You say “Port Ellen” and the whisky lover freaks out: his eyes gets shiny, salivation rears, backbone starts saking and (if he has some serious issues with the proportions of reality and how to handle it) maybe also pelvic area leaps. Port Ellen isn’t a simple distillery name anymore: it’s an icon, a status symbol, a bunch of grapes dangling in front of a lot of poor foxes… The great OBs are just rich collectors’ stuff by now, the indies ask crazy prices even if, as skilled pepole know, Port Ellen is a two-faced distillery: it often gives top level gems, it often gives horrible casks. If you get your hands on a Port Ellen cask nowadays, you can be sure that it will sell in a second, even if at unaffordable prices, regardless of the quality. Still, it was way too much time that we didn’t have a Port Ellen here on Whiskyfacile… In the darkest corners of our sample cabinet we found this ex-sherry single cask, matured for 30 years, from 1982 to 2012: when you could still buy a sample of a Port Ellen online without having to pawn your grandma’s jewels. Bottler is Malts of Scotland, a solid reality in the indie bottlers world from the counrty of Adorno, Kant and Rummenigge. Let’s try it: and hopefully the oyster will hide a pearl inside.
N: boom! First of all, it’s 58% and it seems it’s reduced at 46… Alcohol must have remained in Germany. Sherry and peat work perfectly here: peat is soft, in Port Ellen’s style, with a burden of acrid smoke, full but light and elegant. There’s also a clearly coastal note, that reminds us of the waves that crash on Port Ellen: and how could we forget to mention this lovely note of parched seaweed? Meanwhile, sherry left only some powerful hint of red fruit (a lovely strawberry jam is here in front of us), but lets a lot of nuances flow: leather and licorice, a little dirty, then red oranges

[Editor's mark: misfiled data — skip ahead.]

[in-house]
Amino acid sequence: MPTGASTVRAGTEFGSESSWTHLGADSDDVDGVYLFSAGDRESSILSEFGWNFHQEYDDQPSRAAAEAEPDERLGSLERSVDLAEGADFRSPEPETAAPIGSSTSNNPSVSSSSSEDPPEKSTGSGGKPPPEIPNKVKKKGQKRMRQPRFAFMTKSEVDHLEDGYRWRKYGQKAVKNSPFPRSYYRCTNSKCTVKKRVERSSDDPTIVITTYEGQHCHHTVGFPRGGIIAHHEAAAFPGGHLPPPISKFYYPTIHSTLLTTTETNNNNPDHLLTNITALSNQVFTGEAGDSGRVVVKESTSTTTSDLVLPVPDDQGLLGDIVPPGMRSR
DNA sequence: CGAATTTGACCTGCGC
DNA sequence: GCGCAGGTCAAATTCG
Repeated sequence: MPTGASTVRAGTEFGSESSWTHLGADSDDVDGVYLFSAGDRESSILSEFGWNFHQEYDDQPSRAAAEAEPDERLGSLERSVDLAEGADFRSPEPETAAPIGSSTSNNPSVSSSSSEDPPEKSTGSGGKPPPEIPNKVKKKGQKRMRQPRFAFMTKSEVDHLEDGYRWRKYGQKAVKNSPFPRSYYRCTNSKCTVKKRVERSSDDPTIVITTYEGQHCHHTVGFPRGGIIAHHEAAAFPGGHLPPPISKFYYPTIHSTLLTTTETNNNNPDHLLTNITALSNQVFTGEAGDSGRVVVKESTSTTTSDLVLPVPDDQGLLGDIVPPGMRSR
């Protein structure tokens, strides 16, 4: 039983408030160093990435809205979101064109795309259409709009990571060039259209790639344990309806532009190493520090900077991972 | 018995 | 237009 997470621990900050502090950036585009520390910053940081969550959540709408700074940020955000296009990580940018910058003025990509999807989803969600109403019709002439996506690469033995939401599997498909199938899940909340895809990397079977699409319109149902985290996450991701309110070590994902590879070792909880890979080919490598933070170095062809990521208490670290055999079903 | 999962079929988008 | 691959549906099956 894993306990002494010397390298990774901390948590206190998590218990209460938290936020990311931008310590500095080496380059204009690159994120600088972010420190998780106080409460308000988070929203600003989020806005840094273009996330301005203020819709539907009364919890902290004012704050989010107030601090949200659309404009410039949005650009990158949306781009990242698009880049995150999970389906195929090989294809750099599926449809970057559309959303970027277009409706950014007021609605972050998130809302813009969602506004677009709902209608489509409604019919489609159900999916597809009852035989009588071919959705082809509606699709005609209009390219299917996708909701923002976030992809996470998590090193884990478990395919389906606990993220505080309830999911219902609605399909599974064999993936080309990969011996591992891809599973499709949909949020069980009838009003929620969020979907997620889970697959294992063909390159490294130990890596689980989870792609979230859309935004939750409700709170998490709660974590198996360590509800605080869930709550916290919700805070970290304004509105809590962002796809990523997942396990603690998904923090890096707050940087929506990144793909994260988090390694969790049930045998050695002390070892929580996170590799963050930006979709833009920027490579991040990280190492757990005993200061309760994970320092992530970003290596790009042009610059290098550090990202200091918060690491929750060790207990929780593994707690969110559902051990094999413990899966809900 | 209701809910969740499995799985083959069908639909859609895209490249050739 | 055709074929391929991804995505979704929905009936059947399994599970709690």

and chinotto, panettone, tarte tatin. A deep and herbal mint note. Marron glacé; candied ginger dripped in chocolate. Do you know that peculiar aroma of burning wood, hot and fiery? Here it is.
P: first impact is impressive, it has a clear mentholated note that’s delicious, it never goes away – this goes along with a lovely saltiness (sea water, seaweed, and salt itself) and some acrid and mineral note from the peat. Sweet pipe smoke. Stunning intensity, with a lot of ripe red oranges and a heavy and deep sweetness; tarte tatina gain, dried figs; tamarind; some red fruit in confit (blackberries?); and oh, such a licorice, such a raisin, such a woodiness… Impressively compact,
F: lasts so long you can almost forget how your mouth tasted like before this dram. Mint again, clinged on a lovely sea saltiness. Lips are salty, sticky sweets rage for hours; pipe smoke again; again oranges. Maybe the very last sherried Port Ellen we’ll ever taste? Well, if it’s the last one, it has shoulders strong enough to bear this burden. Devastating intensity: compact on the palate, with a thumping of flavour that stays there, mastodonic and bulletproof; and the complexity on the nose gives new nuances to every nosing. A real champion, that reconciles us with a distillery too often overvalued by the cruel market laws: 94/100. Luckily we bought this sample years ago…
Recommended soundtrack: Tears for fears – Everybody wants to rule the world.